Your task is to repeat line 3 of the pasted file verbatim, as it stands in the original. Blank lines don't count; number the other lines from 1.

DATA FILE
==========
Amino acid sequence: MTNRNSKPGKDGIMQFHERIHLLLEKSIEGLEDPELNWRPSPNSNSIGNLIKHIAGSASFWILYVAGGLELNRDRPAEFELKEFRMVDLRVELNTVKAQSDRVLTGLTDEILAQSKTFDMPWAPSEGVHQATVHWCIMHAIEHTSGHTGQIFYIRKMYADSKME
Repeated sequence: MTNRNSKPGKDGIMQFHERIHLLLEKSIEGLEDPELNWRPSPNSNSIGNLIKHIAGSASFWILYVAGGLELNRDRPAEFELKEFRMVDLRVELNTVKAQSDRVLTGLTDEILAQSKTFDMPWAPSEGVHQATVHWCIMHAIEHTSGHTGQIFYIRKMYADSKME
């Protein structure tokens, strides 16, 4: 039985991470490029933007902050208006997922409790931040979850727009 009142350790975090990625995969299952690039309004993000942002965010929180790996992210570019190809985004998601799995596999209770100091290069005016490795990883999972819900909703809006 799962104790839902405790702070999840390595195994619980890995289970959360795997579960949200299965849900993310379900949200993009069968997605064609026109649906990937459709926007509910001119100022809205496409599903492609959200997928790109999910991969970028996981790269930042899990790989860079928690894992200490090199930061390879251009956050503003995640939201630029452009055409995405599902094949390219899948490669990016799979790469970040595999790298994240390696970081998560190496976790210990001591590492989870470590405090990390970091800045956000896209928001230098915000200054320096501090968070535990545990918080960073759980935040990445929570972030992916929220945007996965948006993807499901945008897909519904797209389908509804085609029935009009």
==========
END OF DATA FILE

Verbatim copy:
């Protein structure tokens, strides 16, 4: 039985991470490029933007902050208006997922409790931040979850727009 009142350790975090990625995969299952690039309004993000942002965010929180790996992210570019190809985004998601799995596999209770100091290069005016490795990883999972819900909703809006 799962104790839902405790702070999840390595195994619980890995289970959360795997579960949200299965849900993310379900949200993009069968997605064609026109649906990937459709926007509910001119100022809205496409599903492609959200997928790109999910991969970028996981790269930042899990790989860079928690894992200490090199930061390879251009956050503003995640939201630029452009055409995405599902094949390219899948490669990016799979790469970040595999790298994240390696970081998560190496976790210990001591590492989870470590405090990390970091800045956000896209928001230098915000200054320096501090968070535990545990918080960073759980935040990445929570972030992916929220945007996965948006993807499901945008897909519904797209389908509804085609029935009009």